Your word ‘victimized’ struck a cord with me because I think many people have individual stories of child or adulthood where they feel as though they were victims of a situation. And they hold onto anger and it changes their world. How was learning this valuable lesson, life changing for you?
DM: I want to talk about victimization. I think victimization is something that we’re conditioned to believe and is something we have to buy into. We live in a world where we hear victimization in every place we turn our eyes to, and it boxes us into believing something about ourselves that’s really limiting. I’m very much a fan of letting go of any sort of language that defines us into a smaller idea of who we are, rather than what’s possible. And so with my childhood, I look at that time of my life as, ‘this is what I experienced.’ I don’t put a box around it, calling myself a victim because I’m not. Labels are really damaging and limiting because they don’t allow us to be with the full breath of that experience. It keeps us separated from it—and we cannot heal ourselves when we are separated.
The ‘victim’ says you have to be mad. You have to be angry because you’ve been victimized. And this is so untrue. I don’t have to be mad. I can actually just say, ‘You know what? That guy was really screwed up and it doesn’t mean that I have to own that.’
BY&T: That’s a completely different outlook and perspective, isn’t it?
DM: Yes, absolutely! I think so!
BY&T: I just love the joy that you emanate. You are an amazing woman Deanne!
DM: Ah! I just feel so alive in life. It was a crappy situation but it doesn’t have to be that in life. I’m sitting in the sun right now thinking, ‘Wow! I’m alive…this is pretty cool!’
BY&T: You moved to Australia from Canada when you were around 21 years old and ended up meeting a man who became your husband a year later. You became pregnant and two years after you were married, your husband passed away from cancer. You learned what unconditional love was in your mid-twenties. You share that you, “…loved your husband as he prepared to die.” And that, “…it strengthened my understanding of how precious life is and how easily it can be taken away. And it helped me to accept that while situations occur, over which we have no control, we do have a choice in how we respond to those circumstances.”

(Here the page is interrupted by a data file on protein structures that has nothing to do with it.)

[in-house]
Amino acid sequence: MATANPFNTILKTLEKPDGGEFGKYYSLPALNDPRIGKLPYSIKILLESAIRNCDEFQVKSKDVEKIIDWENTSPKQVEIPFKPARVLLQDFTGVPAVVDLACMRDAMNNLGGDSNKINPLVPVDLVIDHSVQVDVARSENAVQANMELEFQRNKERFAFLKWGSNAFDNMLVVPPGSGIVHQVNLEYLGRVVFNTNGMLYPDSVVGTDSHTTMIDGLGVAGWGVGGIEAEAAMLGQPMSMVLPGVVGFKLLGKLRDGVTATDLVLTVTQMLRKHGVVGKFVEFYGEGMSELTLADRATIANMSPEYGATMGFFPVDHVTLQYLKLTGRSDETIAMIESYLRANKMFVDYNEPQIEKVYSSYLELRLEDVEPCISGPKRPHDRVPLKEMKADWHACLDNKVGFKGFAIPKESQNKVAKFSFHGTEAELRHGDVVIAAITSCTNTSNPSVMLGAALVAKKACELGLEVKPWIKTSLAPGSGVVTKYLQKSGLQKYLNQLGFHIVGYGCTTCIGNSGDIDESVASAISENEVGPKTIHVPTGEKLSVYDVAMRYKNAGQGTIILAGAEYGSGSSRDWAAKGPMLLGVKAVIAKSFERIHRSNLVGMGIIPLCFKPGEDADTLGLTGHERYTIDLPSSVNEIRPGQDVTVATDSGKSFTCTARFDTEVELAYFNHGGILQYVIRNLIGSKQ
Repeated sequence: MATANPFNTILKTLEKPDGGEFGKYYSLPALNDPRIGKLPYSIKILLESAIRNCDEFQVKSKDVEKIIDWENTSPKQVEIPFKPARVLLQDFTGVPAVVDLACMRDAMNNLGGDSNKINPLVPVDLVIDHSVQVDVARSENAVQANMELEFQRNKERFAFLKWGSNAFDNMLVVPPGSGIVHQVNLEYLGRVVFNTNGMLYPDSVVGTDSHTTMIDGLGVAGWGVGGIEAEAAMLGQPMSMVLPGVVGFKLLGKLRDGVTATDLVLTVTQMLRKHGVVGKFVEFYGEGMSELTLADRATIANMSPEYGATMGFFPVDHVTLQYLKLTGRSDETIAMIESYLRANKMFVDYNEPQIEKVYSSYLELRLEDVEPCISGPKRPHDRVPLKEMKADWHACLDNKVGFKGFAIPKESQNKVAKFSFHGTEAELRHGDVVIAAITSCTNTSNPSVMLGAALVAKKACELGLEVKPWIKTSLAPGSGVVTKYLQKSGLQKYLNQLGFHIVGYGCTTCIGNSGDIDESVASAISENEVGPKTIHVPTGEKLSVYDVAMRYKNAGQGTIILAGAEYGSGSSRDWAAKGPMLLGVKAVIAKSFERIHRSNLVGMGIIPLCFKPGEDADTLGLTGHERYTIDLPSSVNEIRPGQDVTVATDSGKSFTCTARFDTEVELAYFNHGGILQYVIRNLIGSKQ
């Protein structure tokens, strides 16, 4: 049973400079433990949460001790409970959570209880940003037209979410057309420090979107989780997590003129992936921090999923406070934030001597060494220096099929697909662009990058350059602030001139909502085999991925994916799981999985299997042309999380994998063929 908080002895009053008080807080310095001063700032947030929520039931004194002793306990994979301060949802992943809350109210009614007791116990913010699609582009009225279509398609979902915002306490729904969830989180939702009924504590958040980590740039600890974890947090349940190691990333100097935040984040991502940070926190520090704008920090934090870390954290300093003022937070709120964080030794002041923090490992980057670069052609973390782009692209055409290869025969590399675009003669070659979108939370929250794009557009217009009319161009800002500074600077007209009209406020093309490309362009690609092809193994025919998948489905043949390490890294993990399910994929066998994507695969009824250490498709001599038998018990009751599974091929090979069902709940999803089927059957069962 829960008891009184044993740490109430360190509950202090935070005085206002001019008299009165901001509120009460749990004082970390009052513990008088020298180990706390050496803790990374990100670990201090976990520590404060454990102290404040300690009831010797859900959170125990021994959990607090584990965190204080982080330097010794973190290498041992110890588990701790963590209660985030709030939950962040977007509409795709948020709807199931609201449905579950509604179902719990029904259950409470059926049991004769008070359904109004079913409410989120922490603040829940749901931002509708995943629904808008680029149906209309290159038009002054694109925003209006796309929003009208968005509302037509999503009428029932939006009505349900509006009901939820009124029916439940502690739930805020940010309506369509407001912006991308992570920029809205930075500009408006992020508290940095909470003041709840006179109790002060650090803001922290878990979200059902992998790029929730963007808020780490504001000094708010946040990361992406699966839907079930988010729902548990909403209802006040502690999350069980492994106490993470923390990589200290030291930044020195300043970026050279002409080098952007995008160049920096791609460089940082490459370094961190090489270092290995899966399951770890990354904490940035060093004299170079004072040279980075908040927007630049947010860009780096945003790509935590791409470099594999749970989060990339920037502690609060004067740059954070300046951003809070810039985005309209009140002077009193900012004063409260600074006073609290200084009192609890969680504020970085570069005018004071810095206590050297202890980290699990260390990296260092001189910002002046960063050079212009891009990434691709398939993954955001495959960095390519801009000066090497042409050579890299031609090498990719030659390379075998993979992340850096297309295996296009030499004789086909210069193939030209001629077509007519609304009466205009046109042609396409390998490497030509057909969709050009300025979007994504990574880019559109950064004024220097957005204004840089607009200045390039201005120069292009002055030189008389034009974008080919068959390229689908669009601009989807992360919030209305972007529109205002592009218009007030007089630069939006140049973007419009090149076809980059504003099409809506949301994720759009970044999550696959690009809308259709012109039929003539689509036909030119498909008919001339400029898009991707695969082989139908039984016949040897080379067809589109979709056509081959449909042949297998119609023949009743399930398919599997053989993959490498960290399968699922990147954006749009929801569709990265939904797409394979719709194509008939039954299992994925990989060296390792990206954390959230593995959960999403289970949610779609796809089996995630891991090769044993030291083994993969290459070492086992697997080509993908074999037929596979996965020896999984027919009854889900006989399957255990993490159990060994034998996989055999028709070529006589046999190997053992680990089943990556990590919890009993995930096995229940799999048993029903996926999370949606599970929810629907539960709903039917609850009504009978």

Tell me about your belief in the power of choice and the power of how we respond to circumstances.
DM: I look at my experience with my husband’s death, and even in the pain, I saw so much beauty. I’m not going to say that it was smooth and it was an easy experience to move through—of course not. I felt really lost in the aftermath of that. But during his death, I was in such a present moment with all that was happening, I felt like I noticed every detail; like a nurses kind words and just the real undercurrent of what life is about. And that’s what I wanted to choose, because I knew I only had a short period of time left with him. So it was like, ‘What am I going to do with this time? Am I going to be really present in this moment and really experience what love is?’
He saved my life, really—in terms of showing me what love was, and acceptance, and embracing me as who I was at that time. I was and I still am very flawed. I was in my early 20s and was finding my way. I was moving through a lot of stuff. He really allowed me to experience love on a deeper level and I wanted to know what that was like. So that was my choice. I knew that I could be wasting that time by looking at what I was losing or actually just staying in the present moment and receiving what was available to me, which was an abundance of love. I remember one night when I carried him to the bathroom because he couldn’t walk anymore. It was the night before he died. And he said to me, ‘I’m so afraid.’ And I said, ‘I know. It’s going to be okay.’ It was upsetting for us, yet there was also so much connection. I remember carrying him to the toilet and cleaning him up and the amount of love that was in that moment—because it was so raw and vulnerable. That memory will stay with me always.